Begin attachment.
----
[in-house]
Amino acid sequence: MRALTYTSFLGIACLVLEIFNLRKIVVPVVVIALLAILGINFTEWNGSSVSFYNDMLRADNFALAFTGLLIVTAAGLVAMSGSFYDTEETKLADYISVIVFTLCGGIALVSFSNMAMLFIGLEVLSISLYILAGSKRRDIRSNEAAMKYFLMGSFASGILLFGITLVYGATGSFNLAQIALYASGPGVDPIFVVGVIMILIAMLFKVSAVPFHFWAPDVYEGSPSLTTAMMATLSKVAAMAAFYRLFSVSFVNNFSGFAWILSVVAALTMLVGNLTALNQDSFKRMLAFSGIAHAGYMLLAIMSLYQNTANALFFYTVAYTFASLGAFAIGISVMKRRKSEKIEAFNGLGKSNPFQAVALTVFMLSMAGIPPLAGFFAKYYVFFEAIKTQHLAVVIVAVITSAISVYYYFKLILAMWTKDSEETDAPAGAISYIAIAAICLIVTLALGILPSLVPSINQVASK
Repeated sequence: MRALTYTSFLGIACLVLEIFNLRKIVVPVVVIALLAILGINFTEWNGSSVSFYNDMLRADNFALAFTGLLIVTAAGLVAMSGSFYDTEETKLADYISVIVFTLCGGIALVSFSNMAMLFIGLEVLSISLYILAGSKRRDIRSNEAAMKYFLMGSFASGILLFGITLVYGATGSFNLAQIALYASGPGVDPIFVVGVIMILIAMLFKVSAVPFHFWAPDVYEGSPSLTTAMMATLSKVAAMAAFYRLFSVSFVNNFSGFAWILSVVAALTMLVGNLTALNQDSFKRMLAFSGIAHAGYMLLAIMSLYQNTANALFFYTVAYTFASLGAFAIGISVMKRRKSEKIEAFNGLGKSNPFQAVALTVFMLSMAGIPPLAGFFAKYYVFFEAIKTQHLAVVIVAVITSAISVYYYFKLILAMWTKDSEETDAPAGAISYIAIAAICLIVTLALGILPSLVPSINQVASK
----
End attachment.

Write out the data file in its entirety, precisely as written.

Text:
[in-house]
Amino acid sequence: MRALTYTSFLGIACLVLEIFNLRKIVVPVVVIALLAILGINFTEWNGSSVSFYNDMLRADNFALAFTGLLIVTAAGLVAMSGSFYDTEETKLADYISVIVFTLCGGIALVSFSNMAMLFIGLEVLSISLYILAGSKRRDIRSNEAAMKYFLMGSFASGILLFGITLVYGATGSFNLAQIALYASGPGVDPIFVVGVIMILIAMLFKVSAVPFHFWAPDVYEGSPSLTTAMMATLSKVAAMAAFYRLFSVSFVNNFSGFAWILSVVAALTMLVGNLTALNQDSFKRMLAFSGIAHAGYMLLAIMSLYQNTANALFFYTVAYTFASLGAFAIGISVMKRRKSEKIEAFNGLGKSNPFQAVALTVFMLSMAGIPPLAGFFAKYYVFFEAIKTQHLAVVIVAVITSAISVYYYFKLILAMWTKDSEETDAPAGAISYIAIAAICLIVTLALGILPSLVPSINQVASK
Repeated sequence: MRALTYTSFLGIACLVLEIFNLRKIVVPVVVIALLAILGINFTEWNGSSVSFYNDMLRADNFALAFTGLLIVTAAGLVAMSGSFYDTEETKLADYISVIVFTLCGGIALVSFSNMAMLFIGLEVLSISLYILAGSKRRDIRSNEAAMKYFLMGSFASGILLFGITLVYGATGSFNLAQIALYASGPGVDPIFVVGVIMILIAMLFKVSAVPFHFWAPDVYEGSPSLTTAMMATLSKVAAMAAFYRLFSVSFVNNFSGFAWILSVVAALTMLVGNLTALNQDSFKRMLAFSGIAHAGYMLLAIMSLYQNTANALFFYTVAYTFASLGAFAIGISVMKRRKSEKIEAFNGLGKSNPFQAVALTVFMLSMAGIPPLAGFFAKYYVFFEAIKTQHLAVVIVAVITSAISVYYYFKLILAMWTKDSEETDAPAGAISYIAIAAICLIVTLALGILPSLVPSINQVASK